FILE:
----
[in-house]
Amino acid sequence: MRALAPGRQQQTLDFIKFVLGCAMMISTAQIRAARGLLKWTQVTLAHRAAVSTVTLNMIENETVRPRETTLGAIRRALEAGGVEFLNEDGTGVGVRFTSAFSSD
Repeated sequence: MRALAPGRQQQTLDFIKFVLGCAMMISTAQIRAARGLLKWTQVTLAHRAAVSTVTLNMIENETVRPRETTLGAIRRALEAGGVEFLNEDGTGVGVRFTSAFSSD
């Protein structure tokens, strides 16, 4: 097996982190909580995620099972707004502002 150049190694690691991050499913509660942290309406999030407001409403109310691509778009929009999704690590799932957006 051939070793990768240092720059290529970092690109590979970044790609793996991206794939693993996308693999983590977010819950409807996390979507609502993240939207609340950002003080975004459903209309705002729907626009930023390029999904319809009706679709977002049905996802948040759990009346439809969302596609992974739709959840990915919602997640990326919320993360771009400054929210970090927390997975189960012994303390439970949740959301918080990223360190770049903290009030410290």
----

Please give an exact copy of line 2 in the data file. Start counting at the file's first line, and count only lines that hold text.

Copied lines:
Amino acid sequence: MRALAPGRQQQTLDFIKFVLGCAMMISTAQIRAARGLLKWTQVTLAHRAAVSTVTLNMIENETVRPRETTLGAIRRALEAGGVEFLNEDGTGVGVRFTSAFSSD